Shocking Sloppiness Won’t Doom the Health Reforms
How many politicians, aides, lobbyists, lawyers, insurance moguls, professional groups, and interns — both the political and medical kind — agonized over the details in the Affordable Care Act? The number is big.
But despite thousands of hands in the kitchen, the final product included four words that cast doubt on a cornerstone of the reforms — subsidies for those buying coverage on federal health insurance exchanges. Unbelievable.
Diehard foes of the reforms have weaponized those words as a means to kill the law. They argue in the Supreme Court case King v. Burwell that specifically offering subsidies for plans bought on exchanges “established by the state” means no help for those going to federal exchanges.
Since the program started, low- and middle-income Americans have been receiving tax credits for coverage on both types of exchanges. Almost everyone assumes that’s how it’s supposed to be.
Take away subsidies for federal exchanges and only the sickly will join it. The economic structure underpinning guaranteed coverage will collapse as premiums charged for plans on federal exchanges soar and the healthy stay away in droves.
The plaintiffs, though they come from the right, are doing their Republican colleagues no favors. You see, when the Affordable Care Act created federal exchanges in states that had not set up their own, leaders in Republican-controlled states could noisily defy President Obama while taking few political risks. They could refuse to set up state exchanges knowing that their constituents would enjoy subsidized coverage on the federal exchanges.
Lose those subsidies and Republican politicians are going to have a lot of angry people on their hands. Some 7.5 million Americans receive subsidies on federal exchanges.
Hypocrisy now crashes over the Republicans’ wall of opposition to the Affordable Care Act. Politicians are currently rewriting the story of their obstruction of a law that they dread could come apart.
An exasperating example is Olympia Snowe, a former senator from Maine who fancies herself a moderate Republican. During the battle for the bill’s passage, she strung Obama along for months, pretending that she might provide him at least one Republican vote. (Why Obama indulged these stalling tactics… perhaps his memoirs will tell.)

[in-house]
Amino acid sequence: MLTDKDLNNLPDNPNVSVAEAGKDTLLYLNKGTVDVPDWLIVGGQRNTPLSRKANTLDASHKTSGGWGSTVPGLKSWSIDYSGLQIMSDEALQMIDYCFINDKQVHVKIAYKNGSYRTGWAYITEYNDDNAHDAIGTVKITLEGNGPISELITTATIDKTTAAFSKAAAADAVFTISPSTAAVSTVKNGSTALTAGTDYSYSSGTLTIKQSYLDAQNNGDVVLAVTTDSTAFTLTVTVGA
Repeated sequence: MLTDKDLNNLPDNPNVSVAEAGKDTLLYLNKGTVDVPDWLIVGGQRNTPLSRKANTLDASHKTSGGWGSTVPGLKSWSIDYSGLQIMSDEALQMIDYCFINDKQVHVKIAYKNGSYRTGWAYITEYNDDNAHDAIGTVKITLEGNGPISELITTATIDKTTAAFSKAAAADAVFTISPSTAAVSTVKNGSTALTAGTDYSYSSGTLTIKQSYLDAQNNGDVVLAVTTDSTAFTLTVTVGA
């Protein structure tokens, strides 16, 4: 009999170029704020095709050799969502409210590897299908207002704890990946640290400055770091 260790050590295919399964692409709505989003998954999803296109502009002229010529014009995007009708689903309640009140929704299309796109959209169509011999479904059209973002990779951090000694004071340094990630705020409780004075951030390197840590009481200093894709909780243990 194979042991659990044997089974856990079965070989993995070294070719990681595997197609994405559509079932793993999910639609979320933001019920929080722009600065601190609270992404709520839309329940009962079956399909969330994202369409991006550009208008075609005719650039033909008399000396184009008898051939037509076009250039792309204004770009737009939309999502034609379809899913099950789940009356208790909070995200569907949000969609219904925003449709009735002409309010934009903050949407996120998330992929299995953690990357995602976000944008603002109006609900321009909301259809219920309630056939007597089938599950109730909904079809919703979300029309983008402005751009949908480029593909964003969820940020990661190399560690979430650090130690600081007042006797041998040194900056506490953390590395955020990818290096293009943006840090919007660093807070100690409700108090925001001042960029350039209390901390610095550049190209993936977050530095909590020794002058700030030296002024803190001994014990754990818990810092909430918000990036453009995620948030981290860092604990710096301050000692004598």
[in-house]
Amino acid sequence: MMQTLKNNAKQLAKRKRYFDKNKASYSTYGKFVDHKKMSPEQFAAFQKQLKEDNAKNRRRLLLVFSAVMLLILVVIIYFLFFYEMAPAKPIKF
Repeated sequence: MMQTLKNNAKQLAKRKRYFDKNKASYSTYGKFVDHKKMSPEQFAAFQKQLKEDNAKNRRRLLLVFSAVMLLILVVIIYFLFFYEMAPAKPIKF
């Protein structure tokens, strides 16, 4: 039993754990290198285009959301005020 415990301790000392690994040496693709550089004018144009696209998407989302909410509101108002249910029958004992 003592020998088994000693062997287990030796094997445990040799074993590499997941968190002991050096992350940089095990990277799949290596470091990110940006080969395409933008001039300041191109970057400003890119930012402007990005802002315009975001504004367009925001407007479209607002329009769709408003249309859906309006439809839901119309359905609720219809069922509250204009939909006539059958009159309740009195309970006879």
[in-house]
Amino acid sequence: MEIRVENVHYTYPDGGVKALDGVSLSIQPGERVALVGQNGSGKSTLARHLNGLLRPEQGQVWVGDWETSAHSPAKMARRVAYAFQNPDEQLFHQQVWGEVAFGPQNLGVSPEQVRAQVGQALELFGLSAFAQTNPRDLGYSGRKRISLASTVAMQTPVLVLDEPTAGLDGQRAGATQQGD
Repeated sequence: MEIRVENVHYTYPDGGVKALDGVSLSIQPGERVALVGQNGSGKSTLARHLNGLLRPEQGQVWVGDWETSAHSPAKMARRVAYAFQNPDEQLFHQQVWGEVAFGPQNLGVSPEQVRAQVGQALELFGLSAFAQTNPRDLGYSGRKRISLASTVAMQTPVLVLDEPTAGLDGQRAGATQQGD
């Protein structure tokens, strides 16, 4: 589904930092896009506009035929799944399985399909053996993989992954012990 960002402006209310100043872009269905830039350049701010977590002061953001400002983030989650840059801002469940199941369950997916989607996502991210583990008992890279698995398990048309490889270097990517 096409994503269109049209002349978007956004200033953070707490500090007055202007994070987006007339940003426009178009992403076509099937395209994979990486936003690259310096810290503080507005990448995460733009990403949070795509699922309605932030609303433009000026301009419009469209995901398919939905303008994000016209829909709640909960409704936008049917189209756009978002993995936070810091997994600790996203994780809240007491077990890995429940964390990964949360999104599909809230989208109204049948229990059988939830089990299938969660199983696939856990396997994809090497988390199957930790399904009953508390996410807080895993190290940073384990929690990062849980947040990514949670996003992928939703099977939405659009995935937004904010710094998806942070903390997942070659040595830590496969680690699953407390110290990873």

Anyway, Snowe recently commented that the little words at the heart of the Supreme Court case were unintended. “Why would we have wanted to deny people subsidies?” she said. “It was not their fault if their state did not set up an exchange.”
So why did she vote against the bill? She also railed against “Obamacare” as a “government-run health care system,” not that this was the case. Until Snowe left the Senate in 2013, she worked with her party to undercut the reforms.
But get this: At the time of the bill’s writing, Snowe proposed letting Americans buy cheaper drugs from Canada. It was OK, apparently, for a foreign government to help struggling Mainers obtain health care, but not OK for their own to do so.
One expects the health reforms to survive this latest assault. The best outcome would be the Supreme Court’s confirming that the words were a mistake and that yes, subsidies for the federal health exchange are legal.
If the court says no, politicians in states relying on federal exchanges could swing into action and set up some form of state exchange. And the Obama administration would probably make it easy for them.
The bipartisan takeaway here is the appalling state of American governance. We now hear from all sides that omission of subsidies for the federal exchanges was “sloppy,” “careless,” “inadvertent,” “a drafting error.” Actually, it was inexcusable.
But let’s move on.
Follow Froma Harrop on Twitter @FromaHarrop. She can be reached at firstname.lastname@example.org. To find out more about Froma Harrop and read features by other Creators writers and cartoonists, visit the Creators Web page at www.creators.com.
Photo: Chris Phan via Flickr